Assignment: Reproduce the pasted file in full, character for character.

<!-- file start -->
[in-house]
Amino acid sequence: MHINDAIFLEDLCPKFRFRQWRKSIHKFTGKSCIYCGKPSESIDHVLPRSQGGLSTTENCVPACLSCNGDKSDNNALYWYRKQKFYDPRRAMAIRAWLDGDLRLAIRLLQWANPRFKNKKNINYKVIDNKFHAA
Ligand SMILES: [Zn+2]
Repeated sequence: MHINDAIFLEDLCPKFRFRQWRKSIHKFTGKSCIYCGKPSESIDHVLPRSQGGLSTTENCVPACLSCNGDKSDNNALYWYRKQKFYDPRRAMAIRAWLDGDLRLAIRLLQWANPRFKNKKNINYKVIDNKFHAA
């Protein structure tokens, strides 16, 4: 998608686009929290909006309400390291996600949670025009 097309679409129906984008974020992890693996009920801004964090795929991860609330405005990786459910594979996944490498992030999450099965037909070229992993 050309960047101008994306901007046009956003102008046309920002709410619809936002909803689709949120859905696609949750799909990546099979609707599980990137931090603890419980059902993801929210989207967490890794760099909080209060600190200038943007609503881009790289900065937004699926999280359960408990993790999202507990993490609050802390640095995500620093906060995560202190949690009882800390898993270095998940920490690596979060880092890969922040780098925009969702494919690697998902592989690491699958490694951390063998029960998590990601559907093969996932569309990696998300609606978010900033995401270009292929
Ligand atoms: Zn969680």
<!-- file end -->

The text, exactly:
[in-house]
Amino acid sequence: MHINDAIFLEDLCPKFRFRQWRKSIHKFTGKSCIYCGKPSESIDHVLPRSQGGLSTTENCVPACLSCNGDKSDNNALYWYRKQKFYDPRRAMAIRAWLDGDLRLAIRLLQWANPRFKNKKNINYKVIDNKFHAA
Ligand SMILES: [Zn+2]
Repeated sequence: MHINDAIFLEDLCPKFRFRQWRKSIHKFTGKSCIYCGKPSESIDHVLPRSQGGLSTTENCVPACLSCNGDKSDNNALYWYRKQKFYDPRRAMAIRAWLDGDLRLAIRLLQWANPRFKNKKNINYKVIDNKFHAA
């Protein structure tokens, strides 16, 4: 998608686009929290909006309400390291996600949670025009 097309679409129906984008974020992890693996009920801004964090795929991860609330405005990786459910594979996944490498992030999450099965037909070229992993 050309960047101008994306901007046009956003102008046309920002709410619809936002909803689709949120859905696609949750799909990546099979609707599980990137931090603890419980059902993801929210989207967490890794760099909080209060600190200038943007609503881009790289900065937004699926999280359960408990993790999202507990993490609050802390640095995500620093906060995560202190949690009882800390898993270095998940920490690596979060880092890969922040780098925009969702494919690697998902592989690491699958490694951390063998029960998590990601559907093969996932569309990696998300609606978010900033995401270009292929
Ligand atoms: Zn969680």